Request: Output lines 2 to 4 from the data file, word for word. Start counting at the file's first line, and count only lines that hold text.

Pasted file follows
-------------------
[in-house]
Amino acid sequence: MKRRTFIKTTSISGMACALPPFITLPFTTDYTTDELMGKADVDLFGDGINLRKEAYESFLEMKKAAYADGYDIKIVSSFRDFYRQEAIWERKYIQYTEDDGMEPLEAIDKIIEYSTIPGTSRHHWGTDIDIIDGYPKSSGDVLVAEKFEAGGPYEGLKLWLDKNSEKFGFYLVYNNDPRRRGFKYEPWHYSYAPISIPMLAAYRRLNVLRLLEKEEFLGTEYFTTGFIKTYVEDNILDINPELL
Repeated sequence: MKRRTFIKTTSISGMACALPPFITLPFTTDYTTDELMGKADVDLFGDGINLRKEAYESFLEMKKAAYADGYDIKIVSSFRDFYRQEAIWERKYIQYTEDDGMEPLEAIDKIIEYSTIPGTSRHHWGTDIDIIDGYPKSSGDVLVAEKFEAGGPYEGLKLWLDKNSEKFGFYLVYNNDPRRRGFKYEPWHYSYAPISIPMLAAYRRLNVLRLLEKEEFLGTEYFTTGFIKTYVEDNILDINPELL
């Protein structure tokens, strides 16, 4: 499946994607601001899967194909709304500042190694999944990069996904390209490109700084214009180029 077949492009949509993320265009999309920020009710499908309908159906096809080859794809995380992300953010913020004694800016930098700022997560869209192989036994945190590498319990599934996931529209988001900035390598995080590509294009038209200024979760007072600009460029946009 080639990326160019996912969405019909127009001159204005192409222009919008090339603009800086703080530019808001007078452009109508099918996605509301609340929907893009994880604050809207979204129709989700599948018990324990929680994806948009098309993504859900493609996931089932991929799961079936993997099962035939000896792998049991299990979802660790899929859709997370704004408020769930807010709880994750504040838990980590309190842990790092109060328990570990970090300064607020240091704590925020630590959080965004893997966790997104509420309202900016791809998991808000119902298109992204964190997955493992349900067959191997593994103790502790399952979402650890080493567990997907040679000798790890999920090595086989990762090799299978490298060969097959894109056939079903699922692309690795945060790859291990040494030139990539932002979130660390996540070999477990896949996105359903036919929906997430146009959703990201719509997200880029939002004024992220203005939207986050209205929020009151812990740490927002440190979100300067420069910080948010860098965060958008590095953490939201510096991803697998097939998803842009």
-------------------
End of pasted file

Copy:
Amino acid sequence: MKRRTFIKTTSISGMACALPPFITLPFTTDYTTDELMGKADVDLFGDGINLRKEAYESFLEMKKAAYADGYDIKIVSSFRDFYRQEAIWERKYIQYTEDDGMEPLEAIDKIIEYSTIPGTSRHHWGTDIDIIDGYPKSSGDVLVAEKFEAGGPYEGLKLWLDKNSEKFGFYLVYNNDPRRRGFKYEPWHYSYAPISIPMLAAYRRLNVLRLLEKEEFLGTEYFTTGFIKTYVEDNILDINPELL
Repeated sequence: MKRRTFIKTTSISGMACALPPFITLPFTTDYTTDELMGKADVDLFGDGINLRKEAYESFLEMKKAAYADGYDIKIVSSFRDFYRQEAIWERKYIQYTEDDGMEPLEAIDKIIEYSTIPGTSRHHWGTDIDIIDGYPKSSGDVLVAEKFEAGGPYEGLKLWLDKNSEKFGFYLVYNNDPRRRGFKYEPWHYSYAPISIPMLAAYRRLNVLRLLEKEEFLGTEYFTTGFIKTYVEDNILDINPELL
């Protein structure tokens, strides 16, 4: 499946994607601001899967194909709304500042190694999944990069996904390209490109700084214009180029 077949492009949509993320265009999309920020009710499908309908159906096809080859794809995380992300953010913020004694800016930098700022997560869209192989036994945190590498319990599934996931529209988001900035390598995080590509294009038209200024979760007072600009460029946009 080639990326160019996912969405019909127009001159204005192409222009919008090339603009800086703080530019808001007078452009109508099918996605509301609340929907893009994880604050809207979204129709989700599948018990324990929680994806948009098309993504859900493609996931089932991929799961079936993997099962035939000896792998049991299990979802660790899929859709997370704004408020769930807010709880994750504040838990980590309190842990790092109060328990570990970090300064607020240091704590925020630590959080965004893997966790997104509420309202900016791809998991808000119902298109992204964190997955493992349900067959191997593994103790502790399952979402650890080493567990997907040679000798790890999920090595086989990762090799299978490298060969097959894109056939079903699922692309690795945060790859291990040494030139990539932002979130660390996540070999477990896949996105359903036919929906997430146009959703990201719509997200880029939002004024992220203005939207986050209205929020009151812990740490927002440190979100300067420069910080948010860098965060958008590095953490939201510096991803697998097939998803842009």